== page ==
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Internet use in business during the 1990s marked a significant shift in how companies operated, sold goods, and interacted with customers. Early websites were often static and simple, but over the years, businesses and developers began experimenting with more interactive and dynamic content. This shift presented new challenges for developers needing to manage and orchestrate their applications and platforms.

In 2014, Google developed Kubernetes to address those needs. Since then, it has become the de-facto standard for container orchestration platforms, automating containerized applications' deployment, scaling, and management. Its large and active community of contributors continues to drive its development.

Managing Kubernetes can be challenging, especially when deploying and managing stateful applications that require persistent storage. Enter Helm, a powerful open-source tool that simplifies package management and application deployment for Kubernetes applications. 

What is Helm?

Helm became a CNCF graduated project in 2020. It helps bring together various Kubernetes yaml files for configuring networking, storage, and other application components from different files across different teams into a solid directory structure, or Helm chart. It provides a consistent way to deploy an application and has been adopted by about 70% of Kubernetes users.

As a package manager designed specifically for Kubernetes, Helm: 

  • Provides an easy way to find, share, and use software built for Kubernetes. 
  • Makes it easy to define, install, and upgrade applications across different environments.
  • Enables users to easily share and reuse configurations, reducing the time required to deploy applications.

With Helm, pre-built application templates can be customized to meet specific requirements and include all the necessary resources, making it possible to deploy complex applications with just a few simple commands. Helm provides Kubernetes manifests, config maps, and an easy-to-use UI that allow users to manage their Helm releases and monitor their applications.

The Helm Journey

In 2015 a startup project called Deis developed Helm as a declarative manner to deploy their applications, and at that time, it was considered a competitor to Kubernetes. But in 2016, it was clear to the startup that they should combine their efforts with Google. As part of the collaboration, Google contributed its GCS Deployment Manager, and Helm became a Kubernetes sub-project.

In 2019, Helm, version 3, simplified the Helm experience by removing the Tiller server component and improving the Chart format and capabilities. Charts can leverage various libraries for reuse and templating and more importantly, you can serve, publish, and distribute a Helm chart through any web server. Overall, Helm 3 represented a significant step forward toward simplified Helm adoption.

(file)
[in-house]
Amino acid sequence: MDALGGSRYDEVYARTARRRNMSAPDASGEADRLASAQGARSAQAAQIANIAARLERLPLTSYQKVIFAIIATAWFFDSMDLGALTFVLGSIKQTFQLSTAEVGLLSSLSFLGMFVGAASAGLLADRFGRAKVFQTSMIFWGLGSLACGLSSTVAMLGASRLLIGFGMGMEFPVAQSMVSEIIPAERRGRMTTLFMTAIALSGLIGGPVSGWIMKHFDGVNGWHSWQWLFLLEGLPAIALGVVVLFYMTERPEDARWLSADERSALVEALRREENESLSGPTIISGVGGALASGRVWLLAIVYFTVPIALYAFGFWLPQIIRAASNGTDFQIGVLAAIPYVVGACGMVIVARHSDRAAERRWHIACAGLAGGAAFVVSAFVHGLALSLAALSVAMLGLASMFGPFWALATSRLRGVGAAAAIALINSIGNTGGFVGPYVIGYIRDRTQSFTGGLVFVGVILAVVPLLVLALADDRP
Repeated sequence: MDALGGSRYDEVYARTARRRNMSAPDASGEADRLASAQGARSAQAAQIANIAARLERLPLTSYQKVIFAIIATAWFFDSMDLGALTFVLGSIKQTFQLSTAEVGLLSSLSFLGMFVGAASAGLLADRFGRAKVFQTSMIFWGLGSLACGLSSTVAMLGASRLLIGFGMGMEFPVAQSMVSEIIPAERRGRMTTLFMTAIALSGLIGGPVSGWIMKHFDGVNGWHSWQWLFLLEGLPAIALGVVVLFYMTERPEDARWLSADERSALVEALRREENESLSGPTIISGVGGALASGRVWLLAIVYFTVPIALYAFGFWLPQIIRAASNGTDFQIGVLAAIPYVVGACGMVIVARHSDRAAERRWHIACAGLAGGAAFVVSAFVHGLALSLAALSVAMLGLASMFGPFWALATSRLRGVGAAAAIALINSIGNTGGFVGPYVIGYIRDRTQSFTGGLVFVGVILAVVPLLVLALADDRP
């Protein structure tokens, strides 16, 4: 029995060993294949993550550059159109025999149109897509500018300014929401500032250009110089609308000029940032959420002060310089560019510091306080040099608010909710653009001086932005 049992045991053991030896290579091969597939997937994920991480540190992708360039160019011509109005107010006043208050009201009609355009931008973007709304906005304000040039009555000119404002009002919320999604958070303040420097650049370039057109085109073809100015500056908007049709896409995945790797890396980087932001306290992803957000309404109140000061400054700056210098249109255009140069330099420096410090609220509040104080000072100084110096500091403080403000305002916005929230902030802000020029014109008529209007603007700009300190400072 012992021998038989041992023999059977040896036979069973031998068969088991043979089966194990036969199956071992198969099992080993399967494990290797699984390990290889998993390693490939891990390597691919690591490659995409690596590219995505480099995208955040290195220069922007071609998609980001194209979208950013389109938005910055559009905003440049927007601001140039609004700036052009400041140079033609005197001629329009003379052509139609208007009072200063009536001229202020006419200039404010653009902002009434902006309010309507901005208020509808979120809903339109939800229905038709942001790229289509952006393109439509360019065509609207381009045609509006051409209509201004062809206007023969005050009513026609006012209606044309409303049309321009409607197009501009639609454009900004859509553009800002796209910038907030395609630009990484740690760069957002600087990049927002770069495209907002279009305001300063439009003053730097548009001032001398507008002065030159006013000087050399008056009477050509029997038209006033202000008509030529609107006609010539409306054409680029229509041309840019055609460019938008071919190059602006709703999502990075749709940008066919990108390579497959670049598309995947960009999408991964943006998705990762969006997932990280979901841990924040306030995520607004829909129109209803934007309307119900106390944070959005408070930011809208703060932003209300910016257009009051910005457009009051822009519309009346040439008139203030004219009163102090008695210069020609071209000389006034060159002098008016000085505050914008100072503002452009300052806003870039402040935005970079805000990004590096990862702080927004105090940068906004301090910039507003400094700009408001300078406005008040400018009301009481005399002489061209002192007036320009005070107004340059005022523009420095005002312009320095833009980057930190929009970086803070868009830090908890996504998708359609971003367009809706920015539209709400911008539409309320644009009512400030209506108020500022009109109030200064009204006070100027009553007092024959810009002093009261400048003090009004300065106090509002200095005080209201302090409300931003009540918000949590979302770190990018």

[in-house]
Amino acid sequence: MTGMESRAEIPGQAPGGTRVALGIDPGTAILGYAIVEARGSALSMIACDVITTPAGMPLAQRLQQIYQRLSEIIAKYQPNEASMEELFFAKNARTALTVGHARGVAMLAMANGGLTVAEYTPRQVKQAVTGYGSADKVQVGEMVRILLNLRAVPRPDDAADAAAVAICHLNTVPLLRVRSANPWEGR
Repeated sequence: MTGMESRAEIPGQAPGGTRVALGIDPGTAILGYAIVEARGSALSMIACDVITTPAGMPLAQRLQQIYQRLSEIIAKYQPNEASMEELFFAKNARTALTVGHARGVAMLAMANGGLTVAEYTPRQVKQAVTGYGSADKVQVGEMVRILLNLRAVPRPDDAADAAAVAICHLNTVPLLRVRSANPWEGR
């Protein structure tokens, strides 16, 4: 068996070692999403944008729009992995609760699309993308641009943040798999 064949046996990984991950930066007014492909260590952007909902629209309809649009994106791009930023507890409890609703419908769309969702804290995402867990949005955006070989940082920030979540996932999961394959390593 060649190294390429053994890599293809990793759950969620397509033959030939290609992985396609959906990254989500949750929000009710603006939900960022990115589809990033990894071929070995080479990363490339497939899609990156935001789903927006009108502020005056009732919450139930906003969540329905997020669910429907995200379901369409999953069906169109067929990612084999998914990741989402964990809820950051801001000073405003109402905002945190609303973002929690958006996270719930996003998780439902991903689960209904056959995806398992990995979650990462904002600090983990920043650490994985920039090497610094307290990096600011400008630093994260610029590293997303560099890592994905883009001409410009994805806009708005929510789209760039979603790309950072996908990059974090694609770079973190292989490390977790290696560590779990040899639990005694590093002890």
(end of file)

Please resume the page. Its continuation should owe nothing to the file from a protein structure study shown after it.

The Challenges of Using Helm

Like anything in our realm, there are challenges to using Helm. 

1. Time consuming to learn Helm because a Chart may have many YAML files

Helm is often the first step toward application automation for both operators and developers. Bringing all of the different concerns across different teams at an organization – for example security credentials – across storage, networking, and application files into different parts of a Helm chart makes managing them easier, but the Chart can become cumbersome and difficult to navigate. 

2. Each configuration property, in each file, may represent a separate domain concern

All of the different concerns for configuration and operations across different departments and teams must be added to the Helm chart and translated into YAML. As the configuration scope moves from uncoordinated single use values by each team to variables reused across the entire Chart, using Helm well can be a steep learning curve. This software development method is new for those accustomed to managing and administering variables and operations manually through a graphical user interface (GUI).

3. As Charts mature, customization requires the population of values to explode

As Helm Charts mature, more customization is needed to appropriately deploy to multiple environments such as small, medium, and large data clusters. Production sequences can differ from sequences in development, leading to an explosion of values and management requirements. 

4. Documentation may be lacking

Documentation is often lacking for mature and exhaustive charts, increasing the risk of misconfigurations – and deployments often fail because of just one misconfigured variable. This has become a widespread challenge for users adopting Helm for the first time.

How Does Navig8 Help? 

logo-icon-navig8 navig8-2


Kasten by Veeam created Navig8 to help new Kubernetes adopters deploy any application with a Helm Chart and a values.schema.json resource. Navig8 is an open-source project that simplifies the configuration and deployment of any application. Navig8 has an easy-to-use web based user interface which guides the user to create validated settings and consolidates any reference documentation. By increasing Helm chart configuration success, Navig8 reduces the time required to deploy Kubernetes applications.

Navig8 is easy to build, deploy, and host as a Docker container and it is a secure, front-end solution that doesn’t transmit any confidential settings, allowing anyone to use it safely and incorporate into a web site.

To learn more about Navig8, watch this on-demand webinar which includes a demo. For more Navig8 resources, please visit and star, adopt, and contribute to the open source project. You can see Navi8 in action with a Kasten K10 Helm Chart at

If you’re new to Kubernetes, check out KubeCampus, a free Kubernetes learning resource from Kasten by Veeam.

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